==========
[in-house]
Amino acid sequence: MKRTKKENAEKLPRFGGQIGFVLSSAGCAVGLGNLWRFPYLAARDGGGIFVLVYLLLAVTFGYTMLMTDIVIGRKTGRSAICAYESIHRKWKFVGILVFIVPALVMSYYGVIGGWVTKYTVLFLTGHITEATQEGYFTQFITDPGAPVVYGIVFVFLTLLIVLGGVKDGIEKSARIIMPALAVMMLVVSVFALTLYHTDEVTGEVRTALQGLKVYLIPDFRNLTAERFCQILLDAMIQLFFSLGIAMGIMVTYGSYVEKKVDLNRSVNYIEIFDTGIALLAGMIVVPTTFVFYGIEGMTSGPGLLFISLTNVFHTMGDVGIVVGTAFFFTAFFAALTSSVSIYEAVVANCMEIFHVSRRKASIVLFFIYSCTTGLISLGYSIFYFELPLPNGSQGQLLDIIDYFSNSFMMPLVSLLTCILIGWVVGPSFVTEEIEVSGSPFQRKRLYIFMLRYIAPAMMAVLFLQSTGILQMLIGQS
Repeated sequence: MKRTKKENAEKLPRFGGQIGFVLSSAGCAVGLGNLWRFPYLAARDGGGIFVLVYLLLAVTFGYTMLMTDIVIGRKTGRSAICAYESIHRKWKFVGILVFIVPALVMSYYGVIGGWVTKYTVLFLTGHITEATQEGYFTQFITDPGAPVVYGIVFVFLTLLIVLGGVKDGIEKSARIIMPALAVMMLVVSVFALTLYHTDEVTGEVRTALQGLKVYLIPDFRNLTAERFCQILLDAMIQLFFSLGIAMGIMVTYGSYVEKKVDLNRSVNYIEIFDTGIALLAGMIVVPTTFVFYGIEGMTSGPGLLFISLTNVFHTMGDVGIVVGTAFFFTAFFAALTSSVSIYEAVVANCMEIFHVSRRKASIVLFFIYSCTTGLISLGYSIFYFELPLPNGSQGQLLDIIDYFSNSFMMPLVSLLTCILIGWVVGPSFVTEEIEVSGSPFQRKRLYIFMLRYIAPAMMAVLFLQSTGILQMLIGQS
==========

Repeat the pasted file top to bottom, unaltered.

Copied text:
[in-house]
Amino acid sequence: MKRTKKENAEKLPRFGGQIGFVLSSAGCAVGLGNLWRFPYLAARDGGGIFVLVYLLLAVTFGYTMLMTDIVIGRKTGRSAICAYESIHRKWKFVGILVFIVPALVMSYYGVIGGWVTKYTVLFLTGHITEATQEGYFTQFITDPGAPVVYGIVFVFLTLLIVLGGVKDGIEKSARIIMPALAVMMLVVSVFALTLYHTDEVTGEVRTALQGLKVYLIPDFRNLTAERFCQILLDAMIQLFFSLGIAMGIMVTYGSYVEKKVDLNRSVNYIEIFDTGIALLAGMIVVPTTFVFYGIEGMTSGPGLLFISLTNVFHTMGDVGIVVGTAFFFTAFFAALTSSVSIYEAVVANCMEIFHVSRRKASIVLFFIYSCTTGLISLGYSIFYFELPLPNGSQGQLLDIIDYFSNSFMMPLVSLLTCILIGWVVGPSFVTEEIEVSGSPFQRKRLYIFMLRYIAPAMMAVLFLQSTGILQMLIGQS
Repeated sequence: MKRTKKENAEKLPRFGGQIGFVLSSAGCAVGLGNLWRFPYLAARDGGGIFVLVYLLLAVTFGYTMLMTDIVIGRKTGRSAICAYESIHRKWKFVGILVFIVPALVMSYYGVIGGWVTKYTVLFLTGHITEATQEGYFTQFITDPGAPVVYGIVFVFLTLLIVLGGVKDGIEKSARIIMPALAVMMLVVSVFALTLYHTDEVTGEVRTALQGLKVYLIPDFRNLTAERFCQILLDAMIQLFFSLGIAMGIMVTYGSYVEKKVDLNRSVNYIEIFDTGIALLAGMIVVPTTFVFYGIEGMTSGPGLLFISLTNVFHTMGDVGIVVGTAFFFTAFFAALTSSVSIYEAVVANCMEIFHVSRRKASIVLFFIYSCTTGLISLGYSIFYFELPLPNGSQGQLLDIIDYFSNSFMMPLVSLLTCILIGWVVGPSFVTEEIEVSGSPFQRKRLYIFMLRYIAPAMMAVLFLQSTGILQMLIGQS